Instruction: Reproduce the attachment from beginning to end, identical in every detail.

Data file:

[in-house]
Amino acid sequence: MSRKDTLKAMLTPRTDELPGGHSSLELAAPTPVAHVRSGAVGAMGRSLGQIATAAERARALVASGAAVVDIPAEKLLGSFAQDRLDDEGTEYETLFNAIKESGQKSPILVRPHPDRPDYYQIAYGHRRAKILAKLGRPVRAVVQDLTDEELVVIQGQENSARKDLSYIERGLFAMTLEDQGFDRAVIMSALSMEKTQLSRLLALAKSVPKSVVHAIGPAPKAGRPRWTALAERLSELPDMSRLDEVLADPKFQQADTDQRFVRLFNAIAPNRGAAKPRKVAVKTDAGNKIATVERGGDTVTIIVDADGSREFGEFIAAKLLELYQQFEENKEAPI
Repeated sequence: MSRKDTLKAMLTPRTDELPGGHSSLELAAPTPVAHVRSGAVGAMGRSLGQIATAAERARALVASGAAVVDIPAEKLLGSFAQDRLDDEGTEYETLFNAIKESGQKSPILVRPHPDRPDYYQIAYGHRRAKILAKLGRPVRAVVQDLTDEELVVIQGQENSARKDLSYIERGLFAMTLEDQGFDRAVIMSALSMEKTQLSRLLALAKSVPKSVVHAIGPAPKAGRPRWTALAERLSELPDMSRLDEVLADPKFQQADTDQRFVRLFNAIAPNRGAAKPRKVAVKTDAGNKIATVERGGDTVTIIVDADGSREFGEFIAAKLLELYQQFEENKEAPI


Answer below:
[in-house]
Amino acid sequence: MSRKDTLKAMLTPRTDELPGGHSSLELAAPTPVAHVRSGAVGAMGRSLGQIATAAERARALVASGAAVVDIPAEKLLGSFAQDRLDDEGTEYETLFNAIKESGQKSPILVRPHPDRPDYYQIAYGHRRAKILAKLGRPVRAVVQDLTDEELVVIQGQENSARKDLSYIERGLFAMTLEDQGFDRAVIMSALSMEKTQLSRLLALAKSVPKSVVHAIGPAPKAGRPRWTALAERLSELPDMSRLDEVLADPKFQQADTDQRFVRLFNAIAPNRGAAKPRKVAVKTDAGNKIATVERGGDTVTIIVDADGSREFGEFIAAKLLELYQQFEENKEAPI
Repeated sequence: MSRKDTLKAMLTPRTDELPGGHSSLELAAPTPVAHVRSGAVGAMGRSLGQIATAAERARALVASGAAVVDIPAEKLLGSFAQDRLDDEGTEYETLFNAIKESGQKSPILVRPHPDRPDYYQIAYGHRRAKILAKLGRPVRAVVQDLTDEELVVIQGQENSARKDLSYIERGLFAMTLEDQGFDRAVIMSALSMEKTQLSRLLALAKSVPKSVVHAIGPAPKAGRPRWTALAERLSELPDMSRLDEVLADPKFQQADTDQRFVRLFNAIAPNRGAAKPRKVAVKTDAGNKIATVERGGDTVTIIVDADGSREFGEFIAAKLLELYQQFEENKEAPI